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JPR’s report on antisemitism released today while encouraging should give us all a moment’s pause. The report shows that when presented with an array of different statements considered antisemitic by the Jewish community, 70% of respondents rejected all of them. And yet this still leaves 30% of respondents who agreed with one or more of these statements which included notions of Jews benefitting financially at the expense of others, having too much control over society and emotionally exploiting the Holocaust. This remains a cause for concern. While levels of antisemitism in British society appear to be low and the number of people who could be deemed to be antisemites (by their strong association with several antisemitic beliefs and statements) is also low, the diffusion of various antisemitic ideas into the general population is worrying.

The report also showed that anti-Israel beliefs were significantly more widely held and agreed to than antisemitic or anti-Jewish statements, and that people who held anti-Israel beliefs were statistically more likely to agree with one or more antisemitic statements. This demonstrates that the interplay between antizionism or anti-Israel beliefs and antisemitism is incredibly complex and must be handled sensitively.

At CCJ our work endeavours to respond to all of these issues. We regularly feature discussions, seminars and educational workshops about antisemitism to consider how the phenomenon has changed, and how it continues to affect the Jewish community today. Increasingly we are working with Muslim partners to also understand and tackle Islamophobia alongside antisemitism as we agree with one of the speakers at the launch of the JPR report that “if you are not committed to combatting all hate crime, you are part of the problem”.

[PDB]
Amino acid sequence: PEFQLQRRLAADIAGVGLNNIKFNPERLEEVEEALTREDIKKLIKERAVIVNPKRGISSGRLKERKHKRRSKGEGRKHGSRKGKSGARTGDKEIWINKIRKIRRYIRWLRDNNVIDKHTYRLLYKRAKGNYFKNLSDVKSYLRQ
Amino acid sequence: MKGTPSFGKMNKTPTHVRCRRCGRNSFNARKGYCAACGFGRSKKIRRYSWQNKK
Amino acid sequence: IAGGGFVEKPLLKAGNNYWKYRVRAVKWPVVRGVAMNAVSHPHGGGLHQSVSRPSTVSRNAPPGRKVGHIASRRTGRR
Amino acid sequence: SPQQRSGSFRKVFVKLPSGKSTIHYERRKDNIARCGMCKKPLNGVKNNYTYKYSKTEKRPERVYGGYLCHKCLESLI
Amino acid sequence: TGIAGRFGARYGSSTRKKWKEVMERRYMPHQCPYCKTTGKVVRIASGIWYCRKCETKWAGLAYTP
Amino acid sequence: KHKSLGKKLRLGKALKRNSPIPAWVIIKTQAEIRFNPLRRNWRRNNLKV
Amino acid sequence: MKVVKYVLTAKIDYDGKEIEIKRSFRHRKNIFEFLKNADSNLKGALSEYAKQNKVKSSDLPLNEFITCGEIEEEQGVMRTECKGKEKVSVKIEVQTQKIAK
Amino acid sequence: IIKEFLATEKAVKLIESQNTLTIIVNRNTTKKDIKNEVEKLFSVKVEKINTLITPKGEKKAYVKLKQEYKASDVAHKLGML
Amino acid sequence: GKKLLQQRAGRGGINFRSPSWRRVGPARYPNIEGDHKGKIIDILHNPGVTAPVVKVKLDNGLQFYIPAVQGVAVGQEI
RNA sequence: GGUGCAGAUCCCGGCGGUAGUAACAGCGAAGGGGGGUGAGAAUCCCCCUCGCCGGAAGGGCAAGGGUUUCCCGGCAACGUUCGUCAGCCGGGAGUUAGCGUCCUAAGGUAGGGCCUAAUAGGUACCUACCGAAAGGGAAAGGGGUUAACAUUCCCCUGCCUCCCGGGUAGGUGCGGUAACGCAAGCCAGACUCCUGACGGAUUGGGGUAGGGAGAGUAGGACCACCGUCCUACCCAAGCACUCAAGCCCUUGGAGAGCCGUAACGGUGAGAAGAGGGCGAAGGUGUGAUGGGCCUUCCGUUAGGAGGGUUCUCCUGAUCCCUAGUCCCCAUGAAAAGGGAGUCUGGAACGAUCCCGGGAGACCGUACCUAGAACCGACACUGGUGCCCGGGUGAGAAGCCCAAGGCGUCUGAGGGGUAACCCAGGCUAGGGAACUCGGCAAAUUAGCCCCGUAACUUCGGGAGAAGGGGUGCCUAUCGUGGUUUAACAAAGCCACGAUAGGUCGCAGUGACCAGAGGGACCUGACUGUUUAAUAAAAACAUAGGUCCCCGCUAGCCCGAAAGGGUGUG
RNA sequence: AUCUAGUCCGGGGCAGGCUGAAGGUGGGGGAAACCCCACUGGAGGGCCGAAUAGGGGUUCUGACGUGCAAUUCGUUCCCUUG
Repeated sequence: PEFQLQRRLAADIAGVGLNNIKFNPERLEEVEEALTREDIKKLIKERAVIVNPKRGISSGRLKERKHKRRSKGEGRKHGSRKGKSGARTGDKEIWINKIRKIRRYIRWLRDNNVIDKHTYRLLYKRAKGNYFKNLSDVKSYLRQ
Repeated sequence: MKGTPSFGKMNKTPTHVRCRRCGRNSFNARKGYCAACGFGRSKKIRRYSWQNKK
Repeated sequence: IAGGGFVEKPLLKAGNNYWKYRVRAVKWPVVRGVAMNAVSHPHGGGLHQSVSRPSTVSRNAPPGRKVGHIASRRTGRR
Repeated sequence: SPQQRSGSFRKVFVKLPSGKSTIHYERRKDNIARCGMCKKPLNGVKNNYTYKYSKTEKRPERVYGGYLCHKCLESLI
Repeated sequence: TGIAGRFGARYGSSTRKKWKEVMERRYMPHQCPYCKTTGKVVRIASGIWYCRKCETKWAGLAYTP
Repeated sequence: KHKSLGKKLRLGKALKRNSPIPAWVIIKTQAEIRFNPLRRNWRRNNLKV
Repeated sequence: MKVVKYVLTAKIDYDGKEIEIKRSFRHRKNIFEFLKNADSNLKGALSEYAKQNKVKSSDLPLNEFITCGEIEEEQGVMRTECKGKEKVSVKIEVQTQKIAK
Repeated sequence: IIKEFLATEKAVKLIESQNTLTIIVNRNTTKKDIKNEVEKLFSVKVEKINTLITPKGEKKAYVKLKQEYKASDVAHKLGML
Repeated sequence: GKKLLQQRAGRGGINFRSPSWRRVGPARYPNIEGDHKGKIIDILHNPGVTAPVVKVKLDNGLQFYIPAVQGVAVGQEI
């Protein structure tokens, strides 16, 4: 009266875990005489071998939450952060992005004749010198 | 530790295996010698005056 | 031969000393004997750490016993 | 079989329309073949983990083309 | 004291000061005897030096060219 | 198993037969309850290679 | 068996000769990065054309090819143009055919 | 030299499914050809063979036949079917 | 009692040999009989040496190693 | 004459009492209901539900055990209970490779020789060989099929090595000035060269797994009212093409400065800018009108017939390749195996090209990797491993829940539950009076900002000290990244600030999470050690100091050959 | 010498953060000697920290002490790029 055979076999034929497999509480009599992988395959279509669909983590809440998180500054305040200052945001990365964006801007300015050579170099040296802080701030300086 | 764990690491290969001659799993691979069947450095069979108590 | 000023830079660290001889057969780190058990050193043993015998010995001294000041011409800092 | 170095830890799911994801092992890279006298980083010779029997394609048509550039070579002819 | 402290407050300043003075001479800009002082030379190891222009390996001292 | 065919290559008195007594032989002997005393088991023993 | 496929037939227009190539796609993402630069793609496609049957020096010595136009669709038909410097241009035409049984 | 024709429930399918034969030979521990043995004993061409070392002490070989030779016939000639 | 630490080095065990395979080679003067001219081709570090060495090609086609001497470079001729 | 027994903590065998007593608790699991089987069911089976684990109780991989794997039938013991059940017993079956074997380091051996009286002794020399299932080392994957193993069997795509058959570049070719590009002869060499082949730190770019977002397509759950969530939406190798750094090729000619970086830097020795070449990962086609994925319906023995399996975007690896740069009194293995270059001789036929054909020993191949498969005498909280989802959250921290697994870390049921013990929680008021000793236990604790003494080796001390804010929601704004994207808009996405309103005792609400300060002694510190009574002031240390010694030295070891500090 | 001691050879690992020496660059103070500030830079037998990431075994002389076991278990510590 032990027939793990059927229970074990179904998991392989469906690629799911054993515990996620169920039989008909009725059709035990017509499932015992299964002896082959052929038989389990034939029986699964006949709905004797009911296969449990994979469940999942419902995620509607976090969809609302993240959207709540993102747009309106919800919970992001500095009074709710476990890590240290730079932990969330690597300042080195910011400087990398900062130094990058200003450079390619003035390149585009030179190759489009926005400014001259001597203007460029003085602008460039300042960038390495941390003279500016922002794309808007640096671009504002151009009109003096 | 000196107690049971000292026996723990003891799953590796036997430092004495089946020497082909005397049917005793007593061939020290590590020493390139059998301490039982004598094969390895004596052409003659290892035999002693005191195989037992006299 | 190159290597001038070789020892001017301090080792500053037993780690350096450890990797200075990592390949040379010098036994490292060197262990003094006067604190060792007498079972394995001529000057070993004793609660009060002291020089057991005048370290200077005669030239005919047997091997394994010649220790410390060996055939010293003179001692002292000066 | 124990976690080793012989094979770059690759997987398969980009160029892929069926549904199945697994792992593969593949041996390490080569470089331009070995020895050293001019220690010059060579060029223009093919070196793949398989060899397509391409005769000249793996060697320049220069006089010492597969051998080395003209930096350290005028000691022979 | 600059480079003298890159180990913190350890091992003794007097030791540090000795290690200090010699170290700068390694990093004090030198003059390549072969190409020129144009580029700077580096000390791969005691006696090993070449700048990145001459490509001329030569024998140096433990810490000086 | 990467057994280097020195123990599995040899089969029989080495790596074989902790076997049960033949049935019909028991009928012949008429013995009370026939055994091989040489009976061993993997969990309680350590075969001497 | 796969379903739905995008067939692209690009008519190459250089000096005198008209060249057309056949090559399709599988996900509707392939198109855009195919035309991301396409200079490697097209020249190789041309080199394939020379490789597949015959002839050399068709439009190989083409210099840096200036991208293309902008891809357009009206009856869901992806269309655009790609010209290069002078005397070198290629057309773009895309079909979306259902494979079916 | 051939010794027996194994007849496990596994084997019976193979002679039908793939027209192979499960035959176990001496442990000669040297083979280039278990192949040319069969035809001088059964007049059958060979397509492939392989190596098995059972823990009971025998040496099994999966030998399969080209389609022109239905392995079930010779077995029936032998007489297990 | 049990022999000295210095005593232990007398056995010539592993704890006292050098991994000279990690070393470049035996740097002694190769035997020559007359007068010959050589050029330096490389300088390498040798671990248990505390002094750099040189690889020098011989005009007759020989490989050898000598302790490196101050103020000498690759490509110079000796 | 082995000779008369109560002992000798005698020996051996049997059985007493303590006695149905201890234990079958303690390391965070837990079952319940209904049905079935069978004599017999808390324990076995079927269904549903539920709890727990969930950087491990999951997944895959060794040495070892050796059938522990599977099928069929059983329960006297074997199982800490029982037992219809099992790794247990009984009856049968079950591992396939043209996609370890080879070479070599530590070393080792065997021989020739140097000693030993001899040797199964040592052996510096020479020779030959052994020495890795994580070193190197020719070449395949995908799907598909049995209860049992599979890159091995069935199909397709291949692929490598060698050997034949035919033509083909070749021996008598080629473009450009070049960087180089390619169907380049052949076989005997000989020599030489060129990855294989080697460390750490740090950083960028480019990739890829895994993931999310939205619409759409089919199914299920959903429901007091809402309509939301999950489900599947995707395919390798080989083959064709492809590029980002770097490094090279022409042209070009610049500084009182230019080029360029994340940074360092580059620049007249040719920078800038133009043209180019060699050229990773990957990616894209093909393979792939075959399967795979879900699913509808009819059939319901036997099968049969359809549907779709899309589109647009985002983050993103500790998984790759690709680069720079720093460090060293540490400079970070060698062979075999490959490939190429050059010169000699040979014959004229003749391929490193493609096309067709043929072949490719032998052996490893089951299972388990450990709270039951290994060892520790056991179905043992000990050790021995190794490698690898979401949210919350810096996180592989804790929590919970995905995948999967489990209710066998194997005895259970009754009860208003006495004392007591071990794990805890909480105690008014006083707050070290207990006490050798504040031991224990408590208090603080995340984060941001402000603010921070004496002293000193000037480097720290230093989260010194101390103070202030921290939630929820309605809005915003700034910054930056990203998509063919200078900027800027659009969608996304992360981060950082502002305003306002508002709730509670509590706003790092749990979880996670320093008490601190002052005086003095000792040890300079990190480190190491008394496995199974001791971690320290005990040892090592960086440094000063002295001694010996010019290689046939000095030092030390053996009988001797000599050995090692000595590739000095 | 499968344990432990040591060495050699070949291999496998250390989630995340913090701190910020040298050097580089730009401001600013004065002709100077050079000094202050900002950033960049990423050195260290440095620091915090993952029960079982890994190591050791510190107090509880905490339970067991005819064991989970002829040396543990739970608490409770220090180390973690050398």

Engagement with the Jewish community is one of the primary ways that we are able to dispel illusions and misunderstandings about Jews and CCJ’s programmes to foster dialogue between Christian and Jewish communities, as well as with others, allows us to foster a culture of tolerance and understanding. Our Israel/Palestine dialogue between Christians and Jews, particularly faith leaders, brings better understanding and more complex, nuanced conversations about the situation. We work in all spheres to educate people of all ages about Judaism and Christianity and how to improve relations between faith communities, and hope that our work will help to lessen the numbers of people associating with negative opinions of Jews into the future.

Elliot Steinberg

Programme Manager


See also: CCJ Chair Bishop Michael Ipgrave’s talk on antisemitism: The Light Sleeper – Antisemitism Today